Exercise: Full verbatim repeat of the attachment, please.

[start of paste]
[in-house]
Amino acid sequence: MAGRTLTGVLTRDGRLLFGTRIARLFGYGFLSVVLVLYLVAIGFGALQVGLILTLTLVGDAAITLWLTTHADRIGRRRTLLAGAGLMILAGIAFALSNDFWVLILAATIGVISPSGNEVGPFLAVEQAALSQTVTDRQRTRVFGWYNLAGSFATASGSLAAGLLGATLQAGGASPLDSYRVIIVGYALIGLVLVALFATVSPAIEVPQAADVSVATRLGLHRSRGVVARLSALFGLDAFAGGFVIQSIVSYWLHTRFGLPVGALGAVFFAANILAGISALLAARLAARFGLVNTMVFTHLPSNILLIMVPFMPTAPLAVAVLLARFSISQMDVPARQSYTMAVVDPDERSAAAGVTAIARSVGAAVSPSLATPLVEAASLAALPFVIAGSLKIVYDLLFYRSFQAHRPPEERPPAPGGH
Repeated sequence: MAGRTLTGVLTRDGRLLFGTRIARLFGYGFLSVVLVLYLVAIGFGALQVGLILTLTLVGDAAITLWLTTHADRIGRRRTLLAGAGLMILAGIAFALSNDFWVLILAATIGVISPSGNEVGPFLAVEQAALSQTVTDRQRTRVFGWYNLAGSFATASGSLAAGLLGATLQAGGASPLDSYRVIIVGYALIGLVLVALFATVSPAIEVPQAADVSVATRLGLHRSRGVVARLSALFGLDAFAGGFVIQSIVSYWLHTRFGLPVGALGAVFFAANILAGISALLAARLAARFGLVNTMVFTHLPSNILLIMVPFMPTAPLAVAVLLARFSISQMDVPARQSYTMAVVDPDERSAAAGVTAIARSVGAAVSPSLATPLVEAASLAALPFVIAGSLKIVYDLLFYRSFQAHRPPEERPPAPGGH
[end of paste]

[in-house]
Amino acid sequence: MAGRTLTGVLTRDGRLLFGTRIARLFGYGFLSVVLVLYLVAIGFGALQVGLILTLTLVGDAAITLWLTTHADRIGRRRTLLAGAGLMILAGIAFALSNDFWVLILAATIGVISPSGNEVGPFLAVEQAALSQTVTDRQRTRVFGWYNLAGSFATASGSLAAGLLGATLQAGGASPLDSYRVIIVGYALIGLVLVALFATVSPAIEVPQAADVSVATRLGLHRSRGVVARLSALFGLDAFAGGFVIQSIVSYWLHTRFGLPVGALGAVFFAANILAGISALLAARLAARFGLVNTMVFTHLPSNILLIMVPFMPTAPLAVAVLLARFSISQMDVPARQSYTMAVVDPDERSAAAGVTAIARSVGAAVSPSLATPLVEAASLAALPFVIAGSLKIVYDLLFYRSFQAHRPPEERPPAPGGH
Repeated sequence: MAGRTLTGVLTRDGRLLFGTRIARLFGYGFLSVVLVLYLVAIGFGALQVGLILTLTLVGDAAITLWLTTHADRIGRRRTLLAGAGLMILAGIAFALSNDFWVLILAATIGVISPSGNEVGPFLAVEQAALSQTVTDRQRTRVFGWYNLAGSFATASGSLAAGLLGATLQAGGASPLDSYRVIIVGYALIGLVLVALFATVSPAIEVPQAADVSVATRLGLHRSRGVVARLSALFGLDAFAGGFVIQSIVSYWLHTRFGLPVGALGAVFFAANILAGISALLAARLAARFGLVNTMVFTHLPSNILLIMVPFMPTAPLAVAVLLARFSISQMDVPARQSYTMAVVDPDERSAAAGVTAIARSVGAAVSPSLATPLVEAASLAALPFVIAGSLKIVYDLLFYRSFQAHRPPEERPPAPGGH